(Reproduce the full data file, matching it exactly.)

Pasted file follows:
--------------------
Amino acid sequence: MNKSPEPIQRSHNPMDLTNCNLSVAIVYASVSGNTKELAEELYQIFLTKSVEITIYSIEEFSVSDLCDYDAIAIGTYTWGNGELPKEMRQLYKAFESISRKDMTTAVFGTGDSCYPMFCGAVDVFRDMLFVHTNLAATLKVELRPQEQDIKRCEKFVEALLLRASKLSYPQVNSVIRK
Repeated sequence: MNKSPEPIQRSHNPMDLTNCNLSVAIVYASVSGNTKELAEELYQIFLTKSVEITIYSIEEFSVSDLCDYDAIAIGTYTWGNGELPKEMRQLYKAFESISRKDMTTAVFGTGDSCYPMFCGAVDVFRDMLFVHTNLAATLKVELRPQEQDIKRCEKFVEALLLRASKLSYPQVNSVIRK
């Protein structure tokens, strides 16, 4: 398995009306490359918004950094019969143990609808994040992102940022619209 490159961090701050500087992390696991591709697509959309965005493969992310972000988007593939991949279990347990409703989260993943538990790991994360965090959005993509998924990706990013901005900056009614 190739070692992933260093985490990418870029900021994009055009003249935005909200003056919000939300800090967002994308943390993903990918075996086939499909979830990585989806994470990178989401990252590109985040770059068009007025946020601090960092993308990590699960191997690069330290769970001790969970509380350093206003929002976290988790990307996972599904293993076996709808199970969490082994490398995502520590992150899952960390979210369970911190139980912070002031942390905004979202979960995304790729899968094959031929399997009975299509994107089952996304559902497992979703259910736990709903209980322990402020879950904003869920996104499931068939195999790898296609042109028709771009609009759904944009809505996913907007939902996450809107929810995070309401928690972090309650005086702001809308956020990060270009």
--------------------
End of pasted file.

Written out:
Amino acid sequence: MNKSPEPIQRSHNPMDLTNCNLSVAIVYASVSGNTKELAEELYQIFLTKSVEITIYSIEEFSVSDLCDYDAIAIGTYTWGNGELPKEMRQLYKAFESISRKDMTTAVFGTGDSCYPMFCGAVDVFRDMLFVHTNLAATLKVELRPQEQDIKRCEKFVEALLLRASKLSYPQVNSVIRK
Repeated sequence: MNKSPEPIQRSHNPMDLTNCNLSVAIVYASVSGNTKELAEELYQIFLTKSVEITIYSIEEFSVSDLCDYDAIAIGTYTWGNGELPKEMRQLYKAFESISRKDMTTAVFGTGDSCYPMFCGAVDVFRDMLFVHTNLAATLKVELRPQEQDIKRCEKFVEALLLRASKLSYPQVNSVIRK
């Protein structure tokens, strides 16, 4: 398995009306490359918004950094019969143990609808994040992102940022619209 490159961090701050500087992390696991591709697509959309965005493969992310972000988007593939991949279990347990409703989260993943538990790991994360965090959005993509998924990706990013901005900056009614 190739070692992933260093985490990418870029900021994009055009003249935005909200003056919000939300800090967002994308943390993903990918075996086939499909979830990585989806994470990178989401990252590109985040770059068009007025946020601090960092993308990590699960191997690069330290769970001790969970509380350093206003929002976290988790990307996972599904293993076996709808199970969490082994490398995502520590992150899952960390979210369970911190139980912070002031942390905004979202979960995304790729899968094959031929399997009975299509994107089952996304559902497992979703259910736990709903209980322990402020879950904003869920996104499931068939195999790898296609042109028709771009609009759904944009809505996913907007939902996450809107929810995070309401928690972090309650005086702001809308956020990060270009």